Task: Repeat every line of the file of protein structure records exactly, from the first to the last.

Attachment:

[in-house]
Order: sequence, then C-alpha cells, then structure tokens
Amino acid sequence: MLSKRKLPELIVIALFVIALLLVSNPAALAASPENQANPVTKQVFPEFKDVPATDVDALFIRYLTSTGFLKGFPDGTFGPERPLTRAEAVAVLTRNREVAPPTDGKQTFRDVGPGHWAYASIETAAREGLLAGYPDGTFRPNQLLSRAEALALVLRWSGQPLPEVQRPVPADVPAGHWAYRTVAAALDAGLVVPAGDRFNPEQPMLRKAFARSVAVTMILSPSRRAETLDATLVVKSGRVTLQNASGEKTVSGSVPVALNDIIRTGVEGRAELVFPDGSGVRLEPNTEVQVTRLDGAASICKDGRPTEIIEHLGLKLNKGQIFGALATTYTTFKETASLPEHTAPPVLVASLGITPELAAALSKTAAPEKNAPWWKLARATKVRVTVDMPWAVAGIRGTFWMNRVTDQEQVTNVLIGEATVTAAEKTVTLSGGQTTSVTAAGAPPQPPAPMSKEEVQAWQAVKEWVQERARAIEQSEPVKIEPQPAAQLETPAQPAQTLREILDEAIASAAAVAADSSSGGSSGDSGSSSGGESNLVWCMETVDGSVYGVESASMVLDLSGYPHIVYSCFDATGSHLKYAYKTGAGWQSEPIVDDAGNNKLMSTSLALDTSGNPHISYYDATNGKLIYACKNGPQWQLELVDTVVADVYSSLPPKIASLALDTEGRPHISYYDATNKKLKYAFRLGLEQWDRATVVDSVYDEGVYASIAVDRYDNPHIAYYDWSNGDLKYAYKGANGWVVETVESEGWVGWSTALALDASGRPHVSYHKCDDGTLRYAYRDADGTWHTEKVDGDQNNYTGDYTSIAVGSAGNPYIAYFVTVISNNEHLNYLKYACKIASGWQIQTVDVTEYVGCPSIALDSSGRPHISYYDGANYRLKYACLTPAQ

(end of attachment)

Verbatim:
[in-house]
Order: sequence, then C-alpha cells, then structure tokens
Amino acid sequence: MLSKRKLPELIVIALFVIALLLVSNPAALAASPENQANPVTKQVFPEFKDVPATDVDALFIRYLTSTGFLKGFPDGTFGPERPLTRAEAVAVLTRNREVAPPTDGKQTFRDVGPGHWAYASIETAAREGLLAGYPDGTFRPNQLLSRAEALALVLRWSGQPLPEVQRPVPADVPAGHWAYRTVAAALDAGLVVPAGDRFNPEQPMLRKAFARSVAVTMILSPSRRAETLDATLVVKSGRVTLQNASGEKTVSGSVPVALNDIIRTGVEGRAELVFPDGSGVRLEPNTEVQVTRLDGAASICKDGRPTEIIEHLGLKLNKGQIFGALATTYTTFKETASLPEHTAPPVLVASLGITPELAAALSKTAAPEKNAPWWKLARATKVRVTVDMPWAVAGIRGTFWMNRVTDQEQVTNVLIGEATVTAAEKTVTLSGGQTTSVTAAGAPPQPPAPMSKEEVQAWQAVKEWVQERARAIEQSEPVKIEPQPAAQLETPAQPAQTLREILDEAIASAAAVAADSSSGGSSGDSGSSSGGESNLVWCMETVDGSVYGVESASMVLDLSGYPHIVYSCFDATGSHLKYAYKTGAGWQSEPIVDDAGNNKLMSTSLALDTSGNPHISYYDATNGKLIYACKNGPQWQLELVDTVVADVYSSLPPKIASLALDTEGRPHISYYDATNKKLKYAFRLGLEQWDRATVVDSVYDEGVYASIAVDRYDNPHIAYYDWSNGDLKYAYKGANGWVVETVESEGWVGWSTALALDASGRPHVSYHKCDDGTLRYAYRDADGTWHTEKVDGDQNNYTGDYTSIAVGSAGNPYIAYFVTVISNNEHLNYLKYACKIASGWQIQTVDVTEYVGCPSIALDSSGRPHISYYDGANYRLKYACLTPAQ